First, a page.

Samsung’s Galaxy S4 is about to take the world by storm. Such a storm, in fact, that some analysts are already calling for 10 million Galaxy S4 device shipments during the first month it’s on sale. There’s no doubt it’s going to be a popular device, but is it one that you should pick up? Quite possibly, especially if the teardown video we have here is any indication. Here’s why: the Galaxy S4 and the HTC One are about to become the hottest Android handsets on the market, but we already know from a different teardown that the HTC One will be terribly hard to fix. So what about the Samsung Galaxy S4? That’s where we come in to play.

A trusted source has already gotten their hands on a Galaxy S4 and has taken it apart for the world to see in a video they sent in. In the video above, and in the photos and captions below, you’ll see and read about all of the components inside the Galaxy S4. You’ll also get an idea of just how easy it is to replace parts, should they ever break in the future. Now we’ll walk you through each part of the teardown and explain what we’re looking at.

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Here we can see the basics that you’ll find after removing the back cover, including a microSD card slot, a SIM card slot, the 13-megapixel camera and the 2,600mAh battery.

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The frame is off! The Galaxy S4 requires that you remove 9 screws before you can separate the front and back of the phone. In the video you’ll note that, even with the screws removed, it takes a bit of prying to actually separate the two parts. That’s good news; it means the phone is well built and sturdy.

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Here our source shows us the microUSB connector, which is visible at the very bottom of the screen and is very easy to replace. Also note the small white wire that plugs into the circuit board at the bottom of the phone: that’s the antenna and it runs up the right-hand side of the device to the top circuit board, where it’s also attached.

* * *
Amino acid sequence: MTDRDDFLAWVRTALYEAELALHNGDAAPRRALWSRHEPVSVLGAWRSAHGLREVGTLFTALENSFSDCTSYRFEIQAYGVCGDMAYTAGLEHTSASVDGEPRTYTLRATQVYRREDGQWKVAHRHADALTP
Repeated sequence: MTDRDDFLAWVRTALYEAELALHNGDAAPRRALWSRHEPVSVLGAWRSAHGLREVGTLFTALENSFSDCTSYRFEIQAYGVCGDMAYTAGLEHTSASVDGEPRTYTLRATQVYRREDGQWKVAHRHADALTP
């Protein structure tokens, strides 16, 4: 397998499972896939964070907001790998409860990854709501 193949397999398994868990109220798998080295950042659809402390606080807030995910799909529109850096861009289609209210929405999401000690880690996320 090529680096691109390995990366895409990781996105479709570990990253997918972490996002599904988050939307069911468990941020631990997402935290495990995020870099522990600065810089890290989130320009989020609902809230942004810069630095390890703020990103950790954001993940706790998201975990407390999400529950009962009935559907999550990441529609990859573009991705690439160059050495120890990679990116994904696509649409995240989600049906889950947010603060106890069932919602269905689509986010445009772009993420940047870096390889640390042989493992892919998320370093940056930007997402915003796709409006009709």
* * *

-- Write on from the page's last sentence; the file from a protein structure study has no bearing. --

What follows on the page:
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Now we’re getting a better look at the top of the phone and the components in that half. The 13-megapixel camera module is visible as is the single LED flash, the microSD card slot and the SIM tray. Note the aforementioned white antenna wire at the bottom right-hand side of the photo. The screen (on the other side of the phone) is also plugged in to that orange clip you see on the top right.

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The module has been removed, and we’re looking at the part of the phone between the display and the hardware. This is where all the silicon rests and is protected (note the padding). You can also see the screen has been unhooked at this stage (the metal clasp on the right-hand side is removed).

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This is the backside of the silicon that sports the camera module, SIM card slot and microSD slot. We can see there’s 2GB of RAM and a Qualcomm Snapdragon quad-core processor clocked at 1.9GHz, which means this is the U.S. variant as opposed to the Exynos Octa model that will ship overseas. It’s unclear how much flash storage this model has (it will ship in 16GB/32GB/64GB options), but we can see the internal RAM, too. We know we’re looking at the Wi-Fi module and other receivers here, although we can’t call them out specifically by name without a closer look.

Takeaway: Our source told us that the Galaxy S4 is incredibly easy to fix— even easier than the Galaxy S III. Why? The source explained that several components can be easily replaced, including the microSD card slot, the SIM slot, the microUSB charging port, the camera module and more. That’s great news for potential Galaxy S4 owners that are worried about problems down the line. There’s a catch, however.

Our source said the Gorilla Glass display could cause a problem. The glass on the Galaxy Note II, and on the Galaxy S III were easier to remove and you could replace the glass component with a third party purchase. Gorilla Glass is expensive, however, and our source estimates replacing it would not be a cheap endeavor… it could cost more than $200. Despite that single concern our source proclaimed it one of the “most repairable smartphones” he or she has ever worked on.

So here’s what we’ve learned: the Samsung Galaxy S4 is very easy to repair, almost infinitely easier than the unibody aluminum HTC One. You still might be out of luck if you shatter your screen, but at least most other components can be swapped out easily. Whether or not this changes your buying decision is a totally different story; that’s why warranties exist, right?